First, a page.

By reducing the level of LRRK2 activity in vulnerable cells, researchers had previously hoped that they would be able to slow down the progression of Parkinson’s in individuals with LRRK2 mutations. But the new research published this week suggests that such a treatment approach may be beneficial to many folks in the Parkinson’s community.
Thus targeting the hyperactive version of LRRK2 with carefully designed inhibitors represents a promising therapeutic approach. One concern regarding this inhibitor idea, however, is that LRRK2 is involved with many functions and by blocking some of them, are there going to be debilitating side effects from the use of such a drug (thus far from the Denali study this does not appear to be the case).
Another question that has not been properly addressed yet is what (if any) effect LRRK2 inhibitors like DNL-201 have on LRRK2’s sibling LRRK1 (which we discussed in a previous post – Click here to read that post). In this new study, the resesarchers did not look at levels of LRRK1 activity to determine if it too is increased in the PD brain or models of Parkinson’s. It would be interesting (and ultimately necessary) to address this matter and also determine if DNL-201 is affecting LRRK1.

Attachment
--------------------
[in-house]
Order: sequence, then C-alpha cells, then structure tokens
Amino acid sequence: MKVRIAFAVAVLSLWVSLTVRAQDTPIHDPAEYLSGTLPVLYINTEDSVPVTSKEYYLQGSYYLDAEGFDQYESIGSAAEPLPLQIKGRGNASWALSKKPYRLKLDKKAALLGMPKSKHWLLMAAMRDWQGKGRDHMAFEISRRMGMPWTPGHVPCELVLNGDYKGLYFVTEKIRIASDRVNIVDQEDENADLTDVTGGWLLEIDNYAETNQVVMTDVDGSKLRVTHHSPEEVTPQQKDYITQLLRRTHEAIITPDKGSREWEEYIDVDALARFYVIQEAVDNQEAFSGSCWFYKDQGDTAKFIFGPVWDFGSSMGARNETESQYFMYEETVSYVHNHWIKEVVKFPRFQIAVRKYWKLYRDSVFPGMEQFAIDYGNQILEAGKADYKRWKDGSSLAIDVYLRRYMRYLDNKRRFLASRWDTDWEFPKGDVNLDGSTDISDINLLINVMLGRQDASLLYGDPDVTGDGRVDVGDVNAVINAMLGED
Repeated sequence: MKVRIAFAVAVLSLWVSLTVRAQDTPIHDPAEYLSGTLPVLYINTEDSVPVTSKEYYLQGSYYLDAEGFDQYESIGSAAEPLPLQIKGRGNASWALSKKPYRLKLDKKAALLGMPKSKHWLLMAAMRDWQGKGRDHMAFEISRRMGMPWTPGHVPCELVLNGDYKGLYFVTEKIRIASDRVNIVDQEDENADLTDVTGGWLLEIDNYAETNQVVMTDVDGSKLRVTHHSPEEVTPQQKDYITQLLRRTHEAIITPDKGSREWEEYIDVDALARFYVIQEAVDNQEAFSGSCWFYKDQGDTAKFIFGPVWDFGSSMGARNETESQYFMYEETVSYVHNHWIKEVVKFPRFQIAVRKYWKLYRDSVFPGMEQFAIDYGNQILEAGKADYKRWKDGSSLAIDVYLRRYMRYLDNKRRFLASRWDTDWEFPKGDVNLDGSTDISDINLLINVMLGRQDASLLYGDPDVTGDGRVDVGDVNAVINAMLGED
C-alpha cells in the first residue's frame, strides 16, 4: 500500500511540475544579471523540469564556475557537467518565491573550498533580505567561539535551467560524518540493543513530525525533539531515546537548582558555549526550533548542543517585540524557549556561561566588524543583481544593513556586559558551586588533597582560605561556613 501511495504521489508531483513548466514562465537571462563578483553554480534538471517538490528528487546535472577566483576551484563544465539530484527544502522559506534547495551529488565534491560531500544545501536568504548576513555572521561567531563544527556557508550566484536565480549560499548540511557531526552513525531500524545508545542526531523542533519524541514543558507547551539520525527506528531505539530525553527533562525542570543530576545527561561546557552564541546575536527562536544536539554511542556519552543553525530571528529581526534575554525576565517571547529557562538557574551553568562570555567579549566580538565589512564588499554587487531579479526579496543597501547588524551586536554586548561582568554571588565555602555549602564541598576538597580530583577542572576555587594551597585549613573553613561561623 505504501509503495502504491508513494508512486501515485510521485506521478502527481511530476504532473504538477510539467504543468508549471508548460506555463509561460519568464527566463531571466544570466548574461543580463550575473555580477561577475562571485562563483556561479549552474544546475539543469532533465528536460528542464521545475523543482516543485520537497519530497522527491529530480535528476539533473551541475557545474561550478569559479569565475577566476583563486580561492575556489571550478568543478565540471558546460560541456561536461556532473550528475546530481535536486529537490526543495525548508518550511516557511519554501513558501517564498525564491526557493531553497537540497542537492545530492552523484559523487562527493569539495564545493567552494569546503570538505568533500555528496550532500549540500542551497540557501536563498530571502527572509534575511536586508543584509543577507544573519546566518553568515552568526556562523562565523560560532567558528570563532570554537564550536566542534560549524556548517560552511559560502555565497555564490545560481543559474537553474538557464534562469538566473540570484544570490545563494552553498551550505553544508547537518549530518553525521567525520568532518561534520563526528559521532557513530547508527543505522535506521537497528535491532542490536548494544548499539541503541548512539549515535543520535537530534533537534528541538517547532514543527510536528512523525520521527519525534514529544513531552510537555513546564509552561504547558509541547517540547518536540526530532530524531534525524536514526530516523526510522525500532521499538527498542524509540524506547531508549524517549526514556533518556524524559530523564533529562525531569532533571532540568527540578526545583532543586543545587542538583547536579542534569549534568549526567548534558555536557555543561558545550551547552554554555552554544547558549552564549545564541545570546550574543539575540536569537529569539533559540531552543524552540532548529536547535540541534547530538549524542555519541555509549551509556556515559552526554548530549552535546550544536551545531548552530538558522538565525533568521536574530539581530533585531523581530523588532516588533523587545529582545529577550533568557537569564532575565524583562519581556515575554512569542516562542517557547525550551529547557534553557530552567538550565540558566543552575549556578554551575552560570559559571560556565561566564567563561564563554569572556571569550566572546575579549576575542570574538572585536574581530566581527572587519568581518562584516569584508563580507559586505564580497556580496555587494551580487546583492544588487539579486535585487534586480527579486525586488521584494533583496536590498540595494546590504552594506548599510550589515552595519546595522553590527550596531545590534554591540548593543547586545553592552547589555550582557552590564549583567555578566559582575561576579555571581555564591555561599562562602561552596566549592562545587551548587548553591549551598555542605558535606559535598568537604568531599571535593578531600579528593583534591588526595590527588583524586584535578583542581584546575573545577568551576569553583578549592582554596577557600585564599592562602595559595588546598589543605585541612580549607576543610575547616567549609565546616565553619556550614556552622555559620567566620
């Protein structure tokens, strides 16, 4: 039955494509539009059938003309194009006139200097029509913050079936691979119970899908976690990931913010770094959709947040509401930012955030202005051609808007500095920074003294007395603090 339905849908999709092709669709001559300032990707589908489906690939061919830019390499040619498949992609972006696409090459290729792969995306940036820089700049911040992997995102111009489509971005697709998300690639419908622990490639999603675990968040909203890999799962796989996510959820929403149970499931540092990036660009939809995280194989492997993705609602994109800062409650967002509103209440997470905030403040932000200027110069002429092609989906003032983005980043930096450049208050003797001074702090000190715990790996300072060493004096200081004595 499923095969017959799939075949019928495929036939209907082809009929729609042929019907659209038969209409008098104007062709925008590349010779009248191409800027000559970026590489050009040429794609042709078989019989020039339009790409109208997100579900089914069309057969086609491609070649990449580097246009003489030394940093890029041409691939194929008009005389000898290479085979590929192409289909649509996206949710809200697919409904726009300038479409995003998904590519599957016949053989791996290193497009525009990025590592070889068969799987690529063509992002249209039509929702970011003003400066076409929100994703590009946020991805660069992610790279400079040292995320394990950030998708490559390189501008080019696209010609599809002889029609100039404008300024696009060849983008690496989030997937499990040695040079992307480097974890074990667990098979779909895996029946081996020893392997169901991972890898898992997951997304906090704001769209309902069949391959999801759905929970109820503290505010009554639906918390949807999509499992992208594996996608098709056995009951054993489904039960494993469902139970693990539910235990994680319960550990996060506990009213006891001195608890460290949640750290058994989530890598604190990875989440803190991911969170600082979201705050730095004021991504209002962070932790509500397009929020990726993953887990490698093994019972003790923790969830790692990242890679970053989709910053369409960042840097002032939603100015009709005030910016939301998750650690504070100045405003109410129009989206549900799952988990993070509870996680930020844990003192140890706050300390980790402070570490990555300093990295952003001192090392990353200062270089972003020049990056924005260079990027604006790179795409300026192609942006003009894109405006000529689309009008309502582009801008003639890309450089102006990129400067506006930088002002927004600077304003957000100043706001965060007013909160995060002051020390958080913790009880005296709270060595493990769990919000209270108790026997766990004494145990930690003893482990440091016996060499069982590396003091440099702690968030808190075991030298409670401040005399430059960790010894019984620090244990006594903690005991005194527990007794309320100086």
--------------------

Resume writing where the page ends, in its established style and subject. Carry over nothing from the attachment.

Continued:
The take home message of this new study, however, is that LRRK2 appears to be more involved in the biology of Parkinson’s (not just specific genetic forms of the condition) than we previously thought, which bodes well for the overall community as novel therapies targeting this protein are being developed.
EDITOR’S NOTE: Denali Therapeutics and GlaxoSmithKline are publicly traded companies. That said, the material presented on this page should under no circumstances be considered financial advice. Any actions taken by the reader based on reading this material is the sole responsibility of the reader. Denali Therapeutics and GlaxoSmithKline have not requested that this material be produced, nor has the author had any contact with the companies or any associated parties. This post has been produced for educational purposes only.